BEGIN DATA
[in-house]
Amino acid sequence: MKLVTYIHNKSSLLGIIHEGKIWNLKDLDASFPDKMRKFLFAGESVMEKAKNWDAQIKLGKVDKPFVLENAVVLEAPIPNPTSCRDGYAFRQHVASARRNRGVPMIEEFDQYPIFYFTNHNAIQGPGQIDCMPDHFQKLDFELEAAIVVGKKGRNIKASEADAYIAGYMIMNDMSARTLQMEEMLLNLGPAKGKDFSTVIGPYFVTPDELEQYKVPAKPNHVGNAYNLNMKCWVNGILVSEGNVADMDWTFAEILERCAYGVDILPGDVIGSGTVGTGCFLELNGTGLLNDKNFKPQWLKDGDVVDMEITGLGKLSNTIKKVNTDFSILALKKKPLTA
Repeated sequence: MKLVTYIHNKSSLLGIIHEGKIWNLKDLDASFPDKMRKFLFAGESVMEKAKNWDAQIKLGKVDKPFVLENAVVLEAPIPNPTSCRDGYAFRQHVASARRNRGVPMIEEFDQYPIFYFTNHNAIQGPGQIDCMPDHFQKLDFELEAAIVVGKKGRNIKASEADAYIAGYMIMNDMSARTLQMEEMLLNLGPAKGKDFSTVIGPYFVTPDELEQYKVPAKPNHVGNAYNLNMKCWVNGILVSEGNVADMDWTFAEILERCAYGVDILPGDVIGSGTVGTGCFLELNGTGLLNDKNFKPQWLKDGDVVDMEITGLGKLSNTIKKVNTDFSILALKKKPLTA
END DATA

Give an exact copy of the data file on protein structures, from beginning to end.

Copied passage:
[in-house]
Amino acid sequence: MKLVTYIHNKSSLLGIIHEGKIWNLKDLDASFPDKMRKFLFAGESVMEKAKNWDAQIKLGKVDKPFVLENAVVLEAPIPNPTSCRDGYAFRQHVASARRNRGVPMIEEFDQYPIFYFTNHNAIQGPGQIDCMPDHFQKLDFELEAAIVVGKKGRNIKASEADAYIAGYMIMNDMSARTLQMEEMLLNLGPAKGKDFSTVIGPYFVTPDELEQYKVPAKPNHVGNAYNLNMKCWVNGILVSEGNVADMDWTFAEILERCAYGVDILPGDVIGSGTVGTGCFLELNGTGLLNDKNFKPQWLKDGDVVDMEITGLGKLSNTIKKVNTDFSILALKKKPLTA
Repeated sequence: MKLVTYIHNKSSLLGIIHEGKIWNLKDLDASFPDKMRKFLFAGESVMEKAKNWDAQIKLGKVDKPFVLENAVVLEAPIPNPTSCRDGYAFRQHVASARRNRGVPMIEEFDQYPIFYFTNHNAIQGPGQIDCMPDHFQKLDFELEAAIVVGKKGRNIKASEADAYIAGYMIMNDMSARTLQMEEMLLNLGPAKGKDFSTVIGPYFVTPDELEQYKVPAKPNHVGNAYNLNMKCWVNGILVSEGNVADMDWTFAEILERCAYGVDILPGDVIGSGTVGTGCFLELNGTGLLNDKNFKPQWLKDGDVVDMEITGLGKLSNTIKKVNTDFSILALKKKPLTA